One of the new standard cold case practices used to pursue and link murderers to their crimes is to analyze old DNA samples with a technology called "Touch DNA."iStock
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It seems everyone in the U.S. is more than familiar with the concept of cold case homicide investigation. Television programs (both reality-based and fictional), mystery novels and global news reports have all spread the word about dedicated police taking unsolved cases off the shelf and working them to fruition. The dogged determination and imagination evidenced by these investigators has been augmented by new protocols and techniques that have made this field more successful than ever.
Subsequent to the original murder case Cain vs. Abel, there have always been a small percentage of murders that were unsolved for a variety of case-specific reasons. There have also always been detectives who’d occasionally look back at “the one that got away,” but the idea of dedicating a group of professionals to work solely on clearing these cases didn’t originate until the 1980’s.
The first cold case unit is widely credited to detectives within the Miami-Dade police in the 1980’s. In 1995, the U.S. Naval Criminal Investigative Service (NCIS) used the Miami-Dade cold case protocols to staff and investigate the death of a U.S. Navy crew member in a two-year-old homicide in St. Thomas, U.S. Virgin Islands. A task force of six NCIS Special Agents, five local detectives and a Deputy U.S. Marshal worked around the clock on this unresolved murder and 27 days later, the killer was taken into custody.
Following this success, NCIS initiated a full-time cold case program in 1995 based on the Miami-Dade protocols. This was the first cold case unit commissioned by a federal agency. Seasoned special agents were trained in the methodologies, forensics and concepts. Since 1995, NCIS agents, along with local police partners, have resolved 62 cold murders. NCIS began teaching the cold case protocols to other federal, state and local police, as well as international partners with hundreds of officers trained each year.
The Cold Case Protocols
The bedrock foundations of cold case investigations have always revolved around time. Time works against police if a killer isn’t captured after the first few days. Yet years later, it may now work in our favor. The original cold case protocols involved three simple concepts:
1. Relationships change over time
People change with the passage of years—oh, do they change! Marriages, friendships and—most importantly—trust relations, can alter over time, especially with murders hanging over their heads. Many old homicides are resolved when a former friend or ex-wife is located who will now cooperate against the killer. Ben Franklin is credited with saying, “Three can keep a secret, if two of them are dead.” Ben would have made a great cold case detective.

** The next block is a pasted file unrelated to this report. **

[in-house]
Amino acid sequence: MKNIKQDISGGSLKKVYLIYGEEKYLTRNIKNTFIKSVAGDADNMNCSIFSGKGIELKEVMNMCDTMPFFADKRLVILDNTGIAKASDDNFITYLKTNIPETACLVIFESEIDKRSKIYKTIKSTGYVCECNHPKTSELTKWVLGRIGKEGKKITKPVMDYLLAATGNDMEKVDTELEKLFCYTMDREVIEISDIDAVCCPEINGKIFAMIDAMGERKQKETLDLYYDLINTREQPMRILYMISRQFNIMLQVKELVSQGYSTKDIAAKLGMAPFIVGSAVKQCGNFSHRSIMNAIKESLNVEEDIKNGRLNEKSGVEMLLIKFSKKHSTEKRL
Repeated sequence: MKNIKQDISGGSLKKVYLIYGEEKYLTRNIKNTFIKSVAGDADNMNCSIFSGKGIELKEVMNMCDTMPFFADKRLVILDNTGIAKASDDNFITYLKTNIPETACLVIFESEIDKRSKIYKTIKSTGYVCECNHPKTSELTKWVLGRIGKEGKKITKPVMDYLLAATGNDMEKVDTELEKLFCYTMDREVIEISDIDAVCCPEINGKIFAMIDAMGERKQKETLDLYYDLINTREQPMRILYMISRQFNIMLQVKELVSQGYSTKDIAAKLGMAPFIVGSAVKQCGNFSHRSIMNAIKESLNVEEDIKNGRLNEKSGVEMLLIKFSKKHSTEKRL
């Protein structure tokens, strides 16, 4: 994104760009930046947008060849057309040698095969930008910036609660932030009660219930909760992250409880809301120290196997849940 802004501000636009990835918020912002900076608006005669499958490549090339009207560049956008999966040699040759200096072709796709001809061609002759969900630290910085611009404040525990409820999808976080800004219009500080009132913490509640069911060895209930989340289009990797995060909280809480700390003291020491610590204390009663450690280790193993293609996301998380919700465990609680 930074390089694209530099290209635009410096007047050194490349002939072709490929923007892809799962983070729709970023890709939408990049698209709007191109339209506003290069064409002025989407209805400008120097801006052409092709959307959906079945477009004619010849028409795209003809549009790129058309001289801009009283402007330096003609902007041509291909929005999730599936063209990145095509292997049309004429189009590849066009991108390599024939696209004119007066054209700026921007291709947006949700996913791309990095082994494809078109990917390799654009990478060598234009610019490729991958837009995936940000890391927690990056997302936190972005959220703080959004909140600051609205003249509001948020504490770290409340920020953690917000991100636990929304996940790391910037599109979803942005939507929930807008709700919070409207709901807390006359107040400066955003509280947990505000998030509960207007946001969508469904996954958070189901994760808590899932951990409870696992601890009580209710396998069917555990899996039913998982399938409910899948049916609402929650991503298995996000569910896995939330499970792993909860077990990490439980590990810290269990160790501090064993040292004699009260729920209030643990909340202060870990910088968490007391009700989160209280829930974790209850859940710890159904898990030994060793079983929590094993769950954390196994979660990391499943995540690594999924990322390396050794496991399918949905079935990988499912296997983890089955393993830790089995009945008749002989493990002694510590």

2. New science and forensics are being developed with the passage of time
This concept relates to the use of identifying and applying new scientific knowledge or forensic technology that didn’t previously exist when the crime occurred. New developments may be used to locate evidence previously thought to be undetectable to the investigation. Who would have ever thought you could recover fingerprints that have been under water, or matched DNA samples from skin cells left in a brass shell casing? The research and development of forensic technology has evolved at a stunning rate since the beginnings of cold case homicide investigation.
3. Reviews of the original data with fresh eyes and viewpoints may disclose gaps and leads, which were overlooked or missed when the case was fresh
This concept relates to the amount of information compiled in the original case file and the manner it was collected. In most cases, the volumes of information generated in murder investigations and number of officers involved, can result in critical pieces of information not ending up in the right hands at the right time. This is akin to assembling part of a jig-saw puzzle but leaving many pieces in the box. In-depth review of original files by a dedicated cold case agent frequently locates information that never connected with the right person. The use of investigative and case management software can help organize large amounts of information, but school-style timelines have been just as effective to locate time, alibi and movement gaps by victims, witnesses and suspects.
In recent years, the cold case methodology has quietly evolved to a new process that’s much more complex and elaborate than the original version. Police investigators, criminal analysts, forensic experts and cutting-edge scientists are now routinely staffed to these cases. Team concept has replaced a single detective pouring over old files with a pencil and a pad of paper. The following developments are now standard cold case practices used to pursue and link murderers to their crimes, obtain convictions and bring some sense of closure and justice to victim families.
Examination of Written Documents
A fascinating area that emerged subsequent to the origins of cold case methodology is the examination of written documents. One of the well-known beliefs in cold case is the idea each unsolved case file already contains the identity of the killer. They’ve probably been interviewed or interrogated years ago as the suspect or witness. Original written documents or statements made by these people can be reviewed via new analytical techniques. Those pages never grow stale.